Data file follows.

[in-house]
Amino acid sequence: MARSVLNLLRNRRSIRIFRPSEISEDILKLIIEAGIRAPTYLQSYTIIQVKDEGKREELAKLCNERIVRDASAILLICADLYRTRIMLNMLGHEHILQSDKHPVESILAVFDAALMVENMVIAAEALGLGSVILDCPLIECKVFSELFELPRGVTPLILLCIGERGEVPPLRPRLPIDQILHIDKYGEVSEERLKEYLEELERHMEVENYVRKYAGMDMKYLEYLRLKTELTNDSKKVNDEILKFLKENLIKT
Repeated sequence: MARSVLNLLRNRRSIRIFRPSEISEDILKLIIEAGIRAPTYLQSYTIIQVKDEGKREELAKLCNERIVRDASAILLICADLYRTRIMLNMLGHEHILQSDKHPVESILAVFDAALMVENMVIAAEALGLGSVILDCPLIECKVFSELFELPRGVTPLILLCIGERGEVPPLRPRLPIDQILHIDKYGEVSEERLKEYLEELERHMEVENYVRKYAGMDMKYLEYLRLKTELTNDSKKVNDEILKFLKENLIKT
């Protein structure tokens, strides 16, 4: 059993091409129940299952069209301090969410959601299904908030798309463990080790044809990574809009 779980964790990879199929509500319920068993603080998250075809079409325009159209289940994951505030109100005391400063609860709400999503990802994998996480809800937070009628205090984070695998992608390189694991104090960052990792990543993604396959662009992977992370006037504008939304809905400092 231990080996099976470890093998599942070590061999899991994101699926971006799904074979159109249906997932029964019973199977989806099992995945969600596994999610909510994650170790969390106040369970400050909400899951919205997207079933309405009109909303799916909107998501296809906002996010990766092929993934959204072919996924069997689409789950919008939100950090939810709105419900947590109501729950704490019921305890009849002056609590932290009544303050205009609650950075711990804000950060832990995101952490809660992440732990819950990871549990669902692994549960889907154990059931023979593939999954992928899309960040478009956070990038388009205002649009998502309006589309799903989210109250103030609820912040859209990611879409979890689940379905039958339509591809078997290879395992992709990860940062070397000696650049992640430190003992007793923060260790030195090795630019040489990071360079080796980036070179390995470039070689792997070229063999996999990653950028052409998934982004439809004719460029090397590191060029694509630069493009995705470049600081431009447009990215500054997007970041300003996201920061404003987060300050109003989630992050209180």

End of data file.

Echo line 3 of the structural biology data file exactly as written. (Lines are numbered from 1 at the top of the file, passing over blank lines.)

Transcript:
Repeated sequence: MARSVLNLLRNRRSIRIFRPSEISEDILKLIIEAGIRAPTYLQSYTIIQVKDEGKREELAKLCNERIVRDASAILLICADLYRTRIMLNMLGHEHILQSDKHPVESILAVFDAALMVENMVIAAEALGLGSVILDCPLIECKVFSELFELPRGVTPLILLCIGERGEVPPLRPRLPIDQILHIDKYGEVSEERLKEYLEELERHMEVENYVRKYAGMDMKYLEYLRLKTELTNDSKKVNDEILKFLKENLIKT